Only you can help stop email spam.



A post or two ago I reveled at my (seemingly) successful attempt to thwart the “Congratulations your loan request has been approved” emails.  After I nervously clicked on the link and filled out the opt-out information, the emails did stop . . . but only for about two days.  Now, it appears (one would guess from the flood of additional junk mortgage emails) that the site that I opted-out from must have sold or given my email address to 43 of their closest junk-mailer “Congratulations your loan request has been approved” buddies and now I am getting between 5 and 20 of these emails per day.  And to think what could have been, at $368,000 in loan money (which they are offering me), I could have about $7 million per day.  The most annoying part of it all, especially for a mortgage broker, is that the titles of the emails, if only for a second, continue to fool me (you would think that I would know better). 

Loan Request, Information for Loan Request, etc. continue to fool me into believing that a potential client is looking for mortgage advice.  It’s a similar feeling to the one we created in my daughter the other day . . .

I had purchased a small $10 reading lamp for her so that she read at night in bed without disturbing her big sister.  Abbey, my youngest is an intelligent, high-energy, dramatic, goofy, comedic, sweet little girl.  When I told her that I had bought a gift for her, she started jumping out down (intentionally exaggerating) and yelling, “What did you get me?!  What did you get me?!  What, dad?!  What!  A new car (she’s 6 by the way)!?  What?!  What?!  Tell me!”  My wife, who had been watching the whole overly-dramatic thing, said to her (equally exaggerated), “Daddy bought you a pony!”  And without hesitating, and as much as she tried to resist, Abbey’s eyes glanced in to the backyard and for a split-second, her face went serious . . . when she saw my smile, she knew that it was a joke.  It was funny, in a sad, make-you-lean-your-head-to-one-side and say, “Aww” kind of way.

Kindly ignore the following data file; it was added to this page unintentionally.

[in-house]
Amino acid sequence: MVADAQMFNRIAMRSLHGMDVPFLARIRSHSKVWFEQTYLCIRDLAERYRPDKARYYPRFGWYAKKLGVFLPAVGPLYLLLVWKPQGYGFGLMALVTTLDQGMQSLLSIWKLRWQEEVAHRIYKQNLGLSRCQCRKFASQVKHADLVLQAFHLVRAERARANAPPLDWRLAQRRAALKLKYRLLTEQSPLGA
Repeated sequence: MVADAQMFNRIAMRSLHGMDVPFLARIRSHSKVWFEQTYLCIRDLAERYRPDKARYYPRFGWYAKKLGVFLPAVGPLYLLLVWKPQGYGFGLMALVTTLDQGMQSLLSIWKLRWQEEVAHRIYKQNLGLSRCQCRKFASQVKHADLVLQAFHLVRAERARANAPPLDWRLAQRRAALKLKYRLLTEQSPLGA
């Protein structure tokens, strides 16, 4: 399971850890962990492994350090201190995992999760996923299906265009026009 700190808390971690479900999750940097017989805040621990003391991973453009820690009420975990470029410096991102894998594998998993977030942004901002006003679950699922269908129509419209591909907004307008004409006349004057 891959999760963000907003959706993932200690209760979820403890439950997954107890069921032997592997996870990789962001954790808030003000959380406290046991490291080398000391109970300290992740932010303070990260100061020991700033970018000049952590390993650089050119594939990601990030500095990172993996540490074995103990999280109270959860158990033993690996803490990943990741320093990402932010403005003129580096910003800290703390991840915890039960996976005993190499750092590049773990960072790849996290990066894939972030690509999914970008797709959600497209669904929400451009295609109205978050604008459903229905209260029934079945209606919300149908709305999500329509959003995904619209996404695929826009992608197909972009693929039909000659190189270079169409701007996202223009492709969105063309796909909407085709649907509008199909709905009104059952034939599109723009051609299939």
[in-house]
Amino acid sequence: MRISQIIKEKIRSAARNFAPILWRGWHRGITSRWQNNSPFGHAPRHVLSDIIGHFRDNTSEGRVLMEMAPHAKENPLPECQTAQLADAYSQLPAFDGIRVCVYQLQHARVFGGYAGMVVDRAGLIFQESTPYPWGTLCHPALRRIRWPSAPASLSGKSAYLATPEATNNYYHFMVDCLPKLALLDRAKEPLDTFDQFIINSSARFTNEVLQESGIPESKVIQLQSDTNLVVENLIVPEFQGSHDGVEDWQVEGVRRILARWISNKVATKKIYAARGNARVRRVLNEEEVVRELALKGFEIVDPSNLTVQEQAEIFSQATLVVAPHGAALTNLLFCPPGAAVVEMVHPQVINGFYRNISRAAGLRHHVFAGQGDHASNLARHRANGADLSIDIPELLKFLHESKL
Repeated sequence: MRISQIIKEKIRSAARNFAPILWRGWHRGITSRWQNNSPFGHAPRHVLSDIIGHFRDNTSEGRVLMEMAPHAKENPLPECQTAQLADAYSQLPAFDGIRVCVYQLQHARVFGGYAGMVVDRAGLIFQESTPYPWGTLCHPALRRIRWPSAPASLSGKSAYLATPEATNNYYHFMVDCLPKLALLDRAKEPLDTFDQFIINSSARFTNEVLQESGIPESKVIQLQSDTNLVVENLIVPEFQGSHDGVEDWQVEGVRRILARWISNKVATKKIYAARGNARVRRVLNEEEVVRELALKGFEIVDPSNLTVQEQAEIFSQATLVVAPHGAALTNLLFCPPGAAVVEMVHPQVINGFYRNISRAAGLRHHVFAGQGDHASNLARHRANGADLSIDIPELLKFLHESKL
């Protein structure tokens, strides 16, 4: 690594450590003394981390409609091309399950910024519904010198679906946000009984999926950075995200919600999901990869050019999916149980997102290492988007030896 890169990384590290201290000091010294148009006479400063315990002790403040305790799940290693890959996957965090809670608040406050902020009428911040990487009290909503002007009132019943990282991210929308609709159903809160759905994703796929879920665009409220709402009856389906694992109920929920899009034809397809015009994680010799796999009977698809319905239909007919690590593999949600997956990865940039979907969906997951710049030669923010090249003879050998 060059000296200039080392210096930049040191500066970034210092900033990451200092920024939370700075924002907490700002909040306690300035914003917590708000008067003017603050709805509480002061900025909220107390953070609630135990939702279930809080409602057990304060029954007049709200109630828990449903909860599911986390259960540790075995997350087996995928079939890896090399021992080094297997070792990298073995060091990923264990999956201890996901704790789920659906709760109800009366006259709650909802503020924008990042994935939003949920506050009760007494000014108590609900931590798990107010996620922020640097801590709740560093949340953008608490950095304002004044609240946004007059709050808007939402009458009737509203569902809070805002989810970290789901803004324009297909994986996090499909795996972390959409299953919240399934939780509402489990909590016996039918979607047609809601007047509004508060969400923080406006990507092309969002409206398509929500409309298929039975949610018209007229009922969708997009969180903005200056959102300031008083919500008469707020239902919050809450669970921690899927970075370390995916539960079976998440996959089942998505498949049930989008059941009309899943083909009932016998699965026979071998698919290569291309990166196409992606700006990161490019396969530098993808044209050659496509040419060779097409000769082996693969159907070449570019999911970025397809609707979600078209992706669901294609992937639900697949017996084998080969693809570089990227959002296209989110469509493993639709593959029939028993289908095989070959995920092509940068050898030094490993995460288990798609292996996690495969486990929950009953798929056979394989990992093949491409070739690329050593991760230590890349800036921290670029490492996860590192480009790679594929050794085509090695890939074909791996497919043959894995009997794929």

So when the “Request for Loan Information” junk email arrives in my Inbox, if only for a split-second, my eyes quickly glance to the bottom of my computer monitor, only to disappointingly see that the email is from a wretched junk-mailer, “Thank you for your loan request, which we received yesterday . . . blah, blah, scam, scam, identity-theft, identity-theft.”

Where was I?  Yes, of course, stopping email spam. 

Here is some advice on how to protect yourself, and the ones you love, from (mortgage) spam:

1. Use the blind-carbon-copy feature (bcc:) when sending out emails to large groups of people.  Using this feature hides the email addresses of the recipients, protecting their email address from spammers.

2.  When you forward an email (IF you forward an email, assuming of course that you have verified that it is not a hoax – and are both good sources of info), use the bcc: feature and delete the addresses in the body of the email. 

3.  Create a not-so-important email address.  I have a yahoo! email address that I use anytime I am randomly required to give an email address — for a store rebate, special offer, registering to read the newspaper, etc.

4.  When publishing your email address on a website or group, proceed with caution.  Unfortunately, I learned this lesson the hard way.  Spammers have computer programs that scan websites for email addresses; so if your email address is out for the world-wide-world to see, then it’s official, “Congratulations, your loan request has been approved.”  ha.  Some alternatives to publishing your email address are to use a web-form on your website for potential clients to make the first contact, or using a disposable email address on your website such as, or to even list your email address in an alternative format.  For example, jpinkerton(at), or jpinkerton @ (remove spaces). 

I’ll let you know how long it takes for me to start getting junk email to the address.  Maybe we could start a pool?  Anybody for 24 hours??

One Response to “Only you can help stop email spam.”

  1. Tony Dye Says:

    Good stuff Jeffrey! Keep on spreading the word. My related post:

    – Tony

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